Remember the deepest desire of the human heart is to belong … to be welcomed … to know you are seen and worthy of kindness.

Warren Buffett’s ‘20 Slot’ Rule: How to Simplify Your Life and Maximize Your Results is an article about focus. Much like a prior post on Mindsets and Focus, this provides an interesting way to think about what is important to you and where you should invest your time, energy and thoughts. You’ve only got some many opportunities…

The Greatest Sales Deck I’ve Ever Seen by Andy Raskin struck me as a clear outline of how to sell your idea. A clear, step-by-step outline of how to sell your idea to someone else. I’m thinking of where I can apply this outline to something soon.

How (and Why) to Find, Hire (and Promote) a Utility Player by Karin Hurt has some thoughts on how to be really indispensable to an organization or team. She outlines some skills, and really a mindset to embrace, that can make you indispensable.

A rather interesting article called, The Status Update Life  with some thought-provoking ideas about social media and the compulsion to post status updates.

“You can take the person out of contributing to social media but you cannot take the social status needs out of the person.” — Taylor Wallace

and finally a good article about how to develop your self-confidence entitled, How to Activate Extreme Self-Confidence and Destroy Chronic Anxiety and Fear   by Anthony Moore.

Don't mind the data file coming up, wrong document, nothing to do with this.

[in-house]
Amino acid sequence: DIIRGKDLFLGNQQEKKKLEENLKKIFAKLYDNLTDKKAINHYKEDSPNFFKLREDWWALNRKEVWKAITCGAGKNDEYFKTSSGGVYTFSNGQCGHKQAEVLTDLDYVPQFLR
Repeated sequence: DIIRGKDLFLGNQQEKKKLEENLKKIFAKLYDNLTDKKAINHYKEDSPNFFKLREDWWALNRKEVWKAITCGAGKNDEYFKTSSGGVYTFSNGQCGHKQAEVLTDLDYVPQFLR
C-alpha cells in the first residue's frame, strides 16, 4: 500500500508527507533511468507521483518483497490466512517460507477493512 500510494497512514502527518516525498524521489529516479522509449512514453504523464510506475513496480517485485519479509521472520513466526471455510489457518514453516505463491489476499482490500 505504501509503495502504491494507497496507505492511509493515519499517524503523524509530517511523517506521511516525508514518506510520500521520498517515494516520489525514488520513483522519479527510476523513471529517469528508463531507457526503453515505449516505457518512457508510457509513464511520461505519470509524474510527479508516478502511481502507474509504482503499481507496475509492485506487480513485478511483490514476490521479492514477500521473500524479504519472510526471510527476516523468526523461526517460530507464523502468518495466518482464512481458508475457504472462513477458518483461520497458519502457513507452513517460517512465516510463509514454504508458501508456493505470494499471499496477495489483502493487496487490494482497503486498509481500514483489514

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Intergenerational and Diversity in Connections and Conversations

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Virgin published a wonderful piece that reminded me of something I’ve thought about a few times in the past few years. The piece is about intergenerational learning.  You can read it here. There is much to be gained by connecting with people from other generations.

Years ago we participated in a small group gathering at church and for a while, it was cross-generational where people from different age groups met together to get to know each other, to eat together, and to share life together. Those were wonderful gatherings and through that process, I met people I simply otherwise would not have met. Our church discontinued that practice quite a while ago and now most such gatherings are with your same age group or class. That has been disappointing to my wife and me.

I think there are huge benefits in getting to know people from other generations and places. I’ve written before about diversity winning and in life, diversity wins in general. Learning from other, hearing their stories, helping them, spending time with others is a great benefit for all of us. This is true across generations as well as across other political views, across faiths, across nationalities, and across educational backgrounds.

I have dear friends in Singapore, Northern Ireland, the United Kingdom, Austria, China, Thailand, Malaysia, France and across the US and other places and I treasure the conversations we’ve had, the times we’ve spent together and our common experiences. I remember arguing with a friend in Paris, France about the behavior of Bill Clinton and his need to be held to a higher standard due to his office.

All the #metoo messages of the past months have been earth-shattering to me.  I’ve noticed since these conversations began that movies I’ve watched for years are frankly speaking, horrible in their messages about relationships between men and women, particularly in the workplace. That which was funny to me before is not funny now. This was not clear to me before but because of these conversations, I now see some things differently.

The US political landscape is a mess with people screaming at each other and not listening. Let’s try instead to listen, make some new friends, engage in thoughtful discussion and try to be better people and citizens.